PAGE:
Business Personal Finance

Monday 14 October 2019

Your Questions: Is it worth taking out a cash plan before opting for health insurance?

 

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Charlie Weston

Charlie Weston

Q: I am considering taking out some level of health cover for myself and my partner but I have a limited budget. If I opt for a HSF Health Plan or a DeCare dental policy and later upgrade to full health insurance, will I receive any credit from the insurers in terms of reduced waiting periods?

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A: The answer here is no, according to Dermot Goode of TotalHealthCover.ie. While the plans mentioned offer excellent cover for out-patient or dental expenses, they are not health insurance plans and therefore you will not receive any credit from the health insurers for this type of membership, he added.

Also, remember that if you are over 34 when joining health insurance for the first time, higher premiums will apply on top of waiting periods. If your priority now is for good out-patient or dental cover, then HSF and DeCare have a range of excellent policies to suit your cover needs and budget, he says.

However, if you are looking for proper health insurance, you will need to consider the likes of Irish Life Health, Laya or Vhi for this, and expect to pay a higher premium for this type of cover as well, Mr Goode said.

Q: I am a farmer living in Sligo and my van insurance is up for renewal in a couple of weeks. I received my renewal notice, and I was surprised to see that my premium is up this year, from €570.94 in 2018 to €701.03. I can't understand why this is. Anyone else I know in a similar position and age says their premiums have reduced. I'm 33 and drive a 2013 Citroen Berlingo valued at €6,000. I have never made a claim and have a full no-claims bonus.

A: You need to stop and shop. Shopping around is always a good move, even if your premium has not gone up, says Shauna Fogarty, manager at InsureMyVan.ie.

The motor insurance industry varies significantly in the prices charged across the board, so you will never know if you are getting the best deal on the market until you check the prices offered by other insurers.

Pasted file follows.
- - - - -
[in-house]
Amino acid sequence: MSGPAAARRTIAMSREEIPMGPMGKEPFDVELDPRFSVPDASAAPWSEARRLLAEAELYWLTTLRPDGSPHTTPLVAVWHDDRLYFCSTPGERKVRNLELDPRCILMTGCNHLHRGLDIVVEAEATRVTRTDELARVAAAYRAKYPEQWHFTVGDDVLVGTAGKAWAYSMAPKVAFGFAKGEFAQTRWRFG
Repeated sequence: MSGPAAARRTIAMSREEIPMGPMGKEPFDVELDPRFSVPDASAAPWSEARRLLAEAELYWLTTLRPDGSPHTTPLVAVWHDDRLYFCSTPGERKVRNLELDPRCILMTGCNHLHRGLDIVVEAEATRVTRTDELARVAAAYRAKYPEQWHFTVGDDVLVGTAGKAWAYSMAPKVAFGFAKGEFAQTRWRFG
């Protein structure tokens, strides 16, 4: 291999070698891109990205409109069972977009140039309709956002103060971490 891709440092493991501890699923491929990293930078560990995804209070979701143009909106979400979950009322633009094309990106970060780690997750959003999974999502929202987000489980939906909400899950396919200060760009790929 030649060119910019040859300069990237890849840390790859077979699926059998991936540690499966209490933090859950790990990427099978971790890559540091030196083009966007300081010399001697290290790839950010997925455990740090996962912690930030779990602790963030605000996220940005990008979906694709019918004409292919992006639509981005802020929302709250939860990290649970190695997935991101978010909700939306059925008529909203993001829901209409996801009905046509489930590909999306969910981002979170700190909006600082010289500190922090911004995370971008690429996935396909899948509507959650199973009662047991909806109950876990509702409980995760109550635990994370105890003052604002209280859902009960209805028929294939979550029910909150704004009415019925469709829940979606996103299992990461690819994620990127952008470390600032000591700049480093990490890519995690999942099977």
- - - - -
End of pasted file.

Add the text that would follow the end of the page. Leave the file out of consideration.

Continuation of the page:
In your case this is particularly true, given that an analysis of van insurance premiums by InsureMyVan.ie has revealed that these recently have declined by 5pc to 20pc.

Several factors underpin this, one of which is that competition is heating up in the market, with more insurers vying for business, Mr Fogarty said.

We are also beginning to see the trickle-down effect of anti-fraud measures which insurers and even brokers have implemented over the last three years, Ms Fogarty added.

Taking the information you have provided and assuming there were no mid-term changes to last year's policy, insurance cover for you can be had for €364. That's less than your previous premium and far less than what you have been quoted for this year.

Ms Fogarty said there is a lesson in this for anyone renewing: Don't take the first price offered because usually you can do better.

Q: I am switching to a higher-paying job in late September but will have a couple of weeks off before I start. I would love to get away for a holiday, but am a little short of cash at the minute. What are my options? Should I put it on the credit card?

A: It is not recommended that you put the cost of the holiday on your credit card. This is because it will cost more in interest.

Also, because there's no set repayment schedule, it's too easy for us to slow the repayment or just pay the minimum and end up with quite a bit outstanding 12 months down the line, according to Kevin Johnson, CEO of CUDA (Credit Union Development Association).

A better option could be to take out a personal loan for this holiday, he suggests. Credit union members typically borrow €2,000 to €3,000 for a family holiday. They typically repay this borrowing over the following 12 months, with personal loans currently charging typical rates of about 9pc APR (annual percentage rate) compared with credit cards' charges in excess of 20pc APR, Mr Johnson adds. Aside from the rate being relatively low, another benefit is that people can repay this loan earlier if they so wish and they will not incur a penalty for doing so. So if you find yourself particularly flush in the coming months with your higher-paying job, you might find yourself being able to increase your repayments, and you could have that holiday loan paid off by the end of the year. That would be just in time to begin saving for the next one or even to consider taking a winter break.

If you are looking for proper health insurance you will need to consider the likes of Vhi, Laya and Irish Life Health and expect to pay more than for a cash plan.

It is not recommended that you put the cost of a holiday on your credit card, because it will cost you more in interest and it can take a long time to repay.

Irish Independent

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